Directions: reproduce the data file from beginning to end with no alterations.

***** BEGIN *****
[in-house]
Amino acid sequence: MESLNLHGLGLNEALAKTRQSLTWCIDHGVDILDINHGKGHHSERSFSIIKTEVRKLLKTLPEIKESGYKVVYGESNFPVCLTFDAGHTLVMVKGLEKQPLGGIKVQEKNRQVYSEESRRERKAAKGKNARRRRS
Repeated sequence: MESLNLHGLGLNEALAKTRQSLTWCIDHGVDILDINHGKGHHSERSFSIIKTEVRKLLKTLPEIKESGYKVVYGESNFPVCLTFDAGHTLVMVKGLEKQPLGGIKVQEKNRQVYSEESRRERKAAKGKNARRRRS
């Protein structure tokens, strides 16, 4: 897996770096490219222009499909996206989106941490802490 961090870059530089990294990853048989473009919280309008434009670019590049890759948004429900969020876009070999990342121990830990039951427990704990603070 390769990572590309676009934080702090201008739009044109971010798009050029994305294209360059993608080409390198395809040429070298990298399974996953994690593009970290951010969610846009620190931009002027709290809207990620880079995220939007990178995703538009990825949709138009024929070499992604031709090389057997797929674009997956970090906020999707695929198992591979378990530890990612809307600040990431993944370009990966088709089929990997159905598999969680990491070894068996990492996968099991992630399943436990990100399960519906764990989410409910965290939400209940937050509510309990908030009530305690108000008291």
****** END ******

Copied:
[in-house]
Amino acid sequence: MESLNLHGLGLNEALAKTRQSLTWCIDHGVDILDINHGKGHHSERSFSIIKTEVRKLLKTLPEIKESGYKVVYGESNFPVCLTFDAGHTLVMVKGLEKQPLGGIKVQEKNRQVYSEESRRERKAAKGKNARRRRS
Repeated sequence: MESLNLHGLGLNEALAKTRQSLTWCIDHGVDILDINHGKGHHSERSFSIIKTEVRKLLKTLPEIKESGYKVVYGESNFPVCLTFDAGHTLVMVKGLEKQPLGGIKVQEKNRQVYSEESRRERKAAKGKNARRRRS
């Protein structure tokens, strides 16, 4: 897996770096490219222009499909996206989106941490802490 961090870059530089990294990853048989473009919280309008434009670019590049890759948004429900969020876009070999990342121990830990039951427990704990603070 390769990572590309676009934080702090201008739009044109971010798009050029994305294209360059993608080409390198395809040429070298990298399974996953994690593009970290951010969610846009620190931009002027709290809207990620880079995220939007990178995703538009990825949709138009024929070499992604031709090389057997797929674009997956970090906020999707695929198992591979378990530890990612809307600040990431993944370009990966088709089929990997159905598999969680990491070894068996990492996968099991992630399943436990990100399960519906764990989410409910965290939400209940937050509510309990908030009530305690108000008291």